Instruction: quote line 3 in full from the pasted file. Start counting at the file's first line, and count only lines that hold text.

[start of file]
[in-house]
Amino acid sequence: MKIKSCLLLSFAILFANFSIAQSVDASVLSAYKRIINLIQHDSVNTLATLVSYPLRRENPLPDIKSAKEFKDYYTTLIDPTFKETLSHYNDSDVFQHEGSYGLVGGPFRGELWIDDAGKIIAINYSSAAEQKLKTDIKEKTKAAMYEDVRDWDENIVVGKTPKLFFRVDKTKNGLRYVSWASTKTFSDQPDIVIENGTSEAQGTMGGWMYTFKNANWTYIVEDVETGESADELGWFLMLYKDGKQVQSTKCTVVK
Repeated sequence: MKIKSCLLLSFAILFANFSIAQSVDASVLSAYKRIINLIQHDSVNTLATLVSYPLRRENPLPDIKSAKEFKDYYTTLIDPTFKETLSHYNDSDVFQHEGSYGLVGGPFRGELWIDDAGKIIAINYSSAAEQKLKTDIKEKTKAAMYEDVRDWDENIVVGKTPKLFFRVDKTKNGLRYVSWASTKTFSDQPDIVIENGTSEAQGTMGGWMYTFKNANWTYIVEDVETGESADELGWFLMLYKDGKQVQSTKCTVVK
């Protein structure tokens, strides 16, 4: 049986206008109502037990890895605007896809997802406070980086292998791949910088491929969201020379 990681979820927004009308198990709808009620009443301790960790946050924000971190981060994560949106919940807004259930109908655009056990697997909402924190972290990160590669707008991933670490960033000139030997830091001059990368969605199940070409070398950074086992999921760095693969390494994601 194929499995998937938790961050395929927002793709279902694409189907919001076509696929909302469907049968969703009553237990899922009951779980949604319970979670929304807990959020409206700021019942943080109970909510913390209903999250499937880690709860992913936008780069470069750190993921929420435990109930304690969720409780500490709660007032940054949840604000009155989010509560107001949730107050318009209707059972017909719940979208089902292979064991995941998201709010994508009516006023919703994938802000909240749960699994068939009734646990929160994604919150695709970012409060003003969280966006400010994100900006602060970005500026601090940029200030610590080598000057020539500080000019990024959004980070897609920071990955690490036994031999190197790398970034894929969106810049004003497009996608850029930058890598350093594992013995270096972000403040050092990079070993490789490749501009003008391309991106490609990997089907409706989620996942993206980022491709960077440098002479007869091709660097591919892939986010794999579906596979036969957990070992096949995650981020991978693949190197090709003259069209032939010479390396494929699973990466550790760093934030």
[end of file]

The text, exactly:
Repeated sequence: MKIKSCLLLSFAILFANFSIAQSVDASVLSAYKRIINLIQHDSVNTLATLVSYPLRRENPLPDIKSAKEFKDYYTTLIDPTFKETLSHYNDSDVFQHEGSYGLVGGPFRGELWIDDAGKIIAINYSSAAEQKLKTDIKEKTKAAMYEDVRDWDENIVVGKTPKLFFRVDKTKNGLRYVSWASTKTFSDQPDIVIENGTSEAQGTMGGWMYTFKNANWTYIVEDVETGESADELGWFLMLYKDGKQVQSTKCTVVK